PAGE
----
Winnie Mandela seems to cover the facts of the activist’s life, but Hudson and company never embody the figures they portray.
Review (with Spoilers)
Since I’ll eventually see Mandela: Long Walk to Freedom, I figured it was worth seeing this film which got talked about since the actual Winnie disapproved of it, but after it was released, not a word was said. Now, I can understand why the real-life Winnie didn’t approve of it, because at times they don’t portray her favorably, but at the same time, between Jennifer Hudson and Terrence Howard, despite the accents, prosthetics, and things of that nature, you don’t really get the type of experience most biopics give you.
Characters & Story
The main focus of the movie is what Winnie (played by Jennifer Hudson) did as Nelson Mandela (played by Terrence Howard) was locked away for decades. Outside of that, we also see her upbringing, a romantic subplot dealing with Winnie and Nelson’s courtship, the struggles of living in apartheid in South Africa, then Winnie’s turn into an almost head of a mob known as Mandela’s United Football Club. Each aforementioned time in Winnie’s life feels like a chapter which, once shut, leads us to a new Winnie who evolves from a girl trying to be the son her father wanted, to a woman who seems like a revolutionary who lost control of her soldiers.
Honestly, the only thing I found worth praising was getting to see, what I assume, is South African culture. Being that I have never been to the country, nor watch many programs from the nation, it was nice to see different views of Africa and hear the story of their civil rights movement. But, if you strip away the culture, the cities, and landscape, as well as the music, then you have a film which may rely on agreed upon facts, but lacks real emotion.
Biopics, over the years, have become one of my favorite genres when it comes to movies. Though an embellished portrait, it allows people who weren’t aware or didn’t live during the times of the biopic, to have a chance to relive moments and the lives of figures who are either in their golden years or have passed on. But, with Winnie Mandela, there was no heart or soul to make me believe Hudson or Howard represented their respective figures. Yes, they have the accents, wore the clothing and gave the speeches, but you never got lost in their performances.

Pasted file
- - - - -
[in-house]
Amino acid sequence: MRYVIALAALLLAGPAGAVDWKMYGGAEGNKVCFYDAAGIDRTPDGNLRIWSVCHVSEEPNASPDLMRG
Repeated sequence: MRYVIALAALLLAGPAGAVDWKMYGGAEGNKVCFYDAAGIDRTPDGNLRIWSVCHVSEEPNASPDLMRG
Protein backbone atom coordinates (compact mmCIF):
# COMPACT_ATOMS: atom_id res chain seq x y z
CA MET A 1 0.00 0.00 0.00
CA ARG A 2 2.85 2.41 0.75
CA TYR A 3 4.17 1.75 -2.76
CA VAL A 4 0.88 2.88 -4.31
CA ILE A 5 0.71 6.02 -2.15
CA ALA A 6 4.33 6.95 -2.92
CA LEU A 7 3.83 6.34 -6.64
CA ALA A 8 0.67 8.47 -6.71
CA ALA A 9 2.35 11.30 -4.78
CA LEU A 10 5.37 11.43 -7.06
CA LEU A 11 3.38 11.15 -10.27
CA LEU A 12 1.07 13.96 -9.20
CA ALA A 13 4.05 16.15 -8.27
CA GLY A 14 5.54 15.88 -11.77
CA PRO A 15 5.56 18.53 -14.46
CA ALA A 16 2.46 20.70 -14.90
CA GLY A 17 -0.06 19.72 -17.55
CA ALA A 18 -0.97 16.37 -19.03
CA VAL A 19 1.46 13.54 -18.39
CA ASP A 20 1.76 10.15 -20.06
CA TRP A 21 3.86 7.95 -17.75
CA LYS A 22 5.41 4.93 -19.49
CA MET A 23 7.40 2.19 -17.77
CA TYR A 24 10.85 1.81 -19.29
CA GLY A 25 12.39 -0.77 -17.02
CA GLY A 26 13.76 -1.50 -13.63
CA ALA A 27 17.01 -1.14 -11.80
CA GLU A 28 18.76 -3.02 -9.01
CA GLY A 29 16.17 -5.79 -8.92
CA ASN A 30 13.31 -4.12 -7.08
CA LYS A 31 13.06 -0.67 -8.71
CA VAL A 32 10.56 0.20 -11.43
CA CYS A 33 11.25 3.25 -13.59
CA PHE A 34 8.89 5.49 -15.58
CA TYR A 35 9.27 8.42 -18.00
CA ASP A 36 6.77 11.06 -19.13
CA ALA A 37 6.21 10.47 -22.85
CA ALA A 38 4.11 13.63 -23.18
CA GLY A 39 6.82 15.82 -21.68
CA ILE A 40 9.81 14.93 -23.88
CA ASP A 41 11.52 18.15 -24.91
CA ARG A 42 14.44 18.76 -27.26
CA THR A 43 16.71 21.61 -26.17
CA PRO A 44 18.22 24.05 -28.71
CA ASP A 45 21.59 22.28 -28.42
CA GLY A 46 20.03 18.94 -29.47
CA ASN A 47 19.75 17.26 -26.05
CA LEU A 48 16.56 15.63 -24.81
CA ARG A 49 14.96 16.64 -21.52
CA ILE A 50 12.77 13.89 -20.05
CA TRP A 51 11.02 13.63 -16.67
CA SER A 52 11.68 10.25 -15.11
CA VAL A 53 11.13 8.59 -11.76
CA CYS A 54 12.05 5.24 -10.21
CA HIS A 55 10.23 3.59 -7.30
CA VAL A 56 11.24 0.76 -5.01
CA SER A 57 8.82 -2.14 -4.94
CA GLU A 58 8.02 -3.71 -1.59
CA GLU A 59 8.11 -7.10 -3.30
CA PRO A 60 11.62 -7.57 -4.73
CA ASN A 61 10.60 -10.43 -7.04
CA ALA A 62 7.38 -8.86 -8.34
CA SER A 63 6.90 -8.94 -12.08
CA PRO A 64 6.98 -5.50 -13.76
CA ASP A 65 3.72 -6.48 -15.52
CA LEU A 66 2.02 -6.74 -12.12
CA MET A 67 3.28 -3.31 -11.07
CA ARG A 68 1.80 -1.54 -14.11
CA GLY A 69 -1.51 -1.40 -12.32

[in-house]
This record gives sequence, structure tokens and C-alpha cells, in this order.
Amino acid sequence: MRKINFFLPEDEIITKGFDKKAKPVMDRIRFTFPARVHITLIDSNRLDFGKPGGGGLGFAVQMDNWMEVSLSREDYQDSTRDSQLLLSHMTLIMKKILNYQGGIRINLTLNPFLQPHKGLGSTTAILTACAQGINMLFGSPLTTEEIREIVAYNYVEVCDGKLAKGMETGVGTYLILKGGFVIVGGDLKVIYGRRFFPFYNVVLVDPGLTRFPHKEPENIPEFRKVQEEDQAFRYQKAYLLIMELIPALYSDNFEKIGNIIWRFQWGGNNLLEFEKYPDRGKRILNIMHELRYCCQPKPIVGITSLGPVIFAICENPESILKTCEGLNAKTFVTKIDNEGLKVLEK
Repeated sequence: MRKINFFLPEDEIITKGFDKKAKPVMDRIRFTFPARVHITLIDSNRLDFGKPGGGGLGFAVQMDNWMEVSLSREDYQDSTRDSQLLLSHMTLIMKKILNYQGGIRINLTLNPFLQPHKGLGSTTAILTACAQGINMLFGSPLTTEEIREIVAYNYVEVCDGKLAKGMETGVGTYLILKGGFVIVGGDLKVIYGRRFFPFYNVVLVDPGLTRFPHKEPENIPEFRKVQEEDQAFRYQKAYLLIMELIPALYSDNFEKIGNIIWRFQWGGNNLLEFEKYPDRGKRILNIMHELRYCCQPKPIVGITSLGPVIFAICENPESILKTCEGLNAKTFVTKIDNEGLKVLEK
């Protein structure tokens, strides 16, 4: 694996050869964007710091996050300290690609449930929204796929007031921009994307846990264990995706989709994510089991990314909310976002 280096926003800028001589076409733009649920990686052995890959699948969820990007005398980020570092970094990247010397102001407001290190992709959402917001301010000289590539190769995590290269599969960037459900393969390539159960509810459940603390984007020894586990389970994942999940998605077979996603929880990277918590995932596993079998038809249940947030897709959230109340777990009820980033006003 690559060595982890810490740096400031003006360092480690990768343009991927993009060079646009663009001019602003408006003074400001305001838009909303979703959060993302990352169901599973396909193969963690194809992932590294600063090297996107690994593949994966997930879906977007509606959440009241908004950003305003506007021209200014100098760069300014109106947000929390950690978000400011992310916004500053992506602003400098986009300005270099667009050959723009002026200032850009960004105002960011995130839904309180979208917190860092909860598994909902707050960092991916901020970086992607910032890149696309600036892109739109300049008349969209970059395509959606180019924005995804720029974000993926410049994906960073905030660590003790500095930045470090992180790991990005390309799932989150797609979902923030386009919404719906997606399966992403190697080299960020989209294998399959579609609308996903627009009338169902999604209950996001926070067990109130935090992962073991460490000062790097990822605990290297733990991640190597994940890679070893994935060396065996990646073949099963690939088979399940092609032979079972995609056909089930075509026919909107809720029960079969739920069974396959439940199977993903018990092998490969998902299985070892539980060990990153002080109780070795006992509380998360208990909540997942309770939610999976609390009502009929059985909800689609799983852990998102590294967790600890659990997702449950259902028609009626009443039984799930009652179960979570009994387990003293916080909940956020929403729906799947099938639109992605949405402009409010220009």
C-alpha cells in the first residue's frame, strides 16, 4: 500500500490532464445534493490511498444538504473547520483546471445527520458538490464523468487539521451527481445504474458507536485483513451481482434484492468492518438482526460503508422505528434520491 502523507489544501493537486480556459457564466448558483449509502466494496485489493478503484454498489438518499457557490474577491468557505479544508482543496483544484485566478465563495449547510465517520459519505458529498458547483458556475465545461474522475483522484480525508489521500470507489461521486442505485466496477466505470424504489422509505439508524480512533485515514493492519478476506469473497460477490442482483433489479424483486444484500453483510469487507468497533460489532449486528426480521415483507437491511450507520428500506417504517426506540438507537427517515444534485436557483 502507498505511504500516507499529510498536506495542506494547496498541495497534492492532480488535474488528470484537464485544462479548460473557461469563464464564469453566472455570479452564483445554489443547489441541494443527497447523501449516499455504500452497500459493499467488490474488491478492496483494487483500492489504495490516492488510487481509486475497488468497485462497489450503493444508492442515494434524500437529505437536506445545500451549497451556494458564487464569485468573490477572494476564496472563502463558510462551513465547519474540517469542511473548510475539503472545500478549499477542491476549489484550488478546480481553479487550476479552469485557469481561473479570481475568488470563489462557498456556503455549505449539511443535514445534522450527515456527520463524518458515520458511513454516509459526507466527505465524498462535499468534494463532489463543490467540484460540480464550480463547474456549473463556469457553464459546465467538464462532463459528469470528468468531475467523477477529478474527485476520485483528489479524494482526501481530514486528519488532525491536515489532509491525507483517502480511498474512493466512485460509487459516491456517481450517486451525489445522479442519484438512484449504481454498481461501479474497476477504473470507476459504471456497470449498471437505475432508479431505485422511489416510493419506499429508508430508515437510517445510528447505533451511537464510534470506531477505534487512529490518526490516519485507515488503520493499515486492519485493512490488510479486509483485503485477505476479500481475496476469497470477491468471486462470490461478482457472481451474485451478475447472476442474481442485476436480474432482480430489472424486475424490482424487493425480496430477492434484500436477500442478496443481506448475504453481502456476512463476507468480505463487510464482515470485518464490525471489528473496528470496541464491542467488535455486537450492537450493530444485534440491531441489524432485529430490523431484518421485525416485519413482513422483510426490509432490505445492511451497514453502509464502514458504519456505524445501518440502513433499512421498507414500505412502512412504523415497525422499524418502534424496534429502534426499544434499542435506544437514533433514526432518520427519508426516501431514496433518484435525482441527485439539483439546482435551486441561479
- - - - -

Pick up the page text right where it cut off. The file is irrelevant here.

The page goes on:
In a way, I almost felt like they were dialing it in. Or better yet, it was a role which had prestige and could generate interest, so Howard and Hudson took it, and never really did the research and spent the time to become the two iconic personas they were to portray. Because of that, their performances both ring empty and remind you that acting cannot just be playing pretend, knowing your lines, and crying on cue. It has to be an art form in which the viewer gets lost in your performance, and not simply lost because they don’t believe you can perform.
Overall: Skip It
Though informative, to a point, Winnie Mandela very much screams a westernized portrait of an African figure. It feels superficial in every way possible. From the courtship of Winnie and Nelson to the rise of Winnie as a political figure, to the fall of her marriage and her political life, everything feels like there were contracts signed, the checks were already cashed, and a movie which had to be produced. Leading me to say this is a movie to skip. Though the overall idea of Winnie Mandela is interesting, the film lacks any proper execution outside of the culture, and since they filmed in South Africa, it would have been hard to screw that up. Everything else though makes me feel that after Mandela: Long Walk to Freedom the book this film is based on needs to be re-adapted and if there is non-South African involvement, it solely comes from financing.